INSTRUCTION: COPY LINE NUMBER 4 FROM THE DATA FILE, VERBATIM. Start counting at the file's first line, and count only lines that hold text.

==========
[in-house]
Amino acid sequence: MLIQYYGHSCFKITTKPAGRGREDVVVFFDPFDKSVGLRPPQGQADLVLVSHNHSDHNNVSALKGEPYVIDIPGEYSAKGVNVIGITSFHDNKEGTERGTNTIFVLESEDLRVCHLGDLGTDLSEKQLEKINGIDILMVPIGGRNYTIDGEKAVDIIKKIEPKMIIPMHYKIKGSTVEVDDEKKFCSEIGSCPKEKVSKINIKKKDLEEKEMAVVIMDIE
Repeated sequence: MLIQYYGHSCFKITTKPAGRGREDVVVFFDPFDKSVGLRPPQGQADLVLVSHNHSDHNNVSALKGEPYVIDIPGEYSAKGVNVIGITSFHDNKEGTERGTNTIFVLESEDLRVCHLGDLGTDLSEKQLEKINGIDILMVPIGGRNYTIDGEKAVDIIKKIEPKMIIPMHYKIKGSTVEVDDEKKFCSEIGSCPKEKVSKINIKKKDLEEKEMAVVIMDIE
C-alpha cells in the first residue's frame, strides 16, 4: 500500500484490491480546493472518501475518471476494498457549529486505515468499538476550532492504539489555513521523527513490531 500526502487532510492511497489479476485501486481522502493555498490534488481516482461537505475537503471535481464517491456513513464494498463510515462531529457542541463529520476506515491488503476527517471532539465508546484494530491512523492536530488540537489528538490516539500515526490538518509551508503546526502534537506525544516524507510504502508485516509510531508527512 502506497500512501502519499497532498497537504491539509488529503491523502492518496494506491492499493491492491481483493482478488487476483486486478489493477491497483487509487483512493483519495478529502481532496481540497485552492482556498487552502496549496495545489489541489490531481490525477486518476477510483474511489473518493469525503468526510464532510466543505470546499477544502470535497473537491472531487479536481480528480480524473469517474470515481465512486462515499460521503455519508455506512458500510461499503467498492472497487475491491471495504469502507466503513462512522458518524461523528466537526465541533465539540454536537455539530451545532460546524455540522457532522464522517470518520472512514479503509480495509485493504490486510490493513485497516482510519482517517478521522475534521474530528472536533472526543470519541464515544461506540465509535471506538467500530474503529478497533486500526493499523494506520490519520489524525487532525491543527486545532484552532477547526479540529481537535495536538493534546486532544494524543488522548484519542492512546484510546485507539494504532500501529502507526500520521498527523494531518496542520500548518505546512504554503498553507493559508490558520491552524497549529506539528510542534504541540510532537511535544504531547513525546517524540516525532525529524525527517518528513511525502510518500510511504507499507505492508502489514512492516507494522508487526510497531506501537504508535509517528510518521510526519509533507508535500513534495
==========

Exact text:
C-alpha cells in the first residue's frame, strides 16, 4: 500500500484490491480546493472518501475518471476494498457549529486505515468499538476550532492504539489555513521523527513490531 500526502487532510492511497489479476485501486481522502493555498490534488481516482461537505475537503471535481464517491456513513464494498463510515462531529457542541463529520476506515491488503476527517471532539465508546484494530491512523492536530488540537489528538490516539500515526490538518509551508503546526502534537506525544516524507510504502508485516509510531508527512 502506497500512501502519499497532498497537504491539509488529503491523502492518496494506491492499493491492491481483493482478488487476483486486478489493477491497483487509487483512493483519495478529502481532496481540497485552492482556498487552502496549496495545489489541489490531481490525477486518476477510483474511489473518493469525503468526510464532510466543505470546499477544502470535497473537491472531487479536481480528480480524473469517474470515481465512486462515499460521503455519508455506512458500510461499503467498492472497487475491491471495504469502507466503513462512522458518524461523528466537526465541533465539540454536537455539530451545532460546524455540522457532522464522517470518520472512514479503509480495509485493504490486510490493513485497516482510519482517517478521522475534521474530528472536533472526543470519541464515544461506540465509535471506538467500530474503529478497533486500526493499523494506520490519520489524525487532525491543527486545532484552532477547526479540529481537535495536538493534546486532544494524543488522548484519542492512546484510546485507539494504532500501529502507526500520521498527523494531518496542520500548518505546512504554503498553507493559508490558520491552524497549529506539528510542534504541540510532537511535544504531547513525546517524540516525532525529524525527517518528513511525502510518500510511504507499507505492508502489514512492516507494522508487526510497531506501537504508535509517528510518521510526519509533507508535500513534495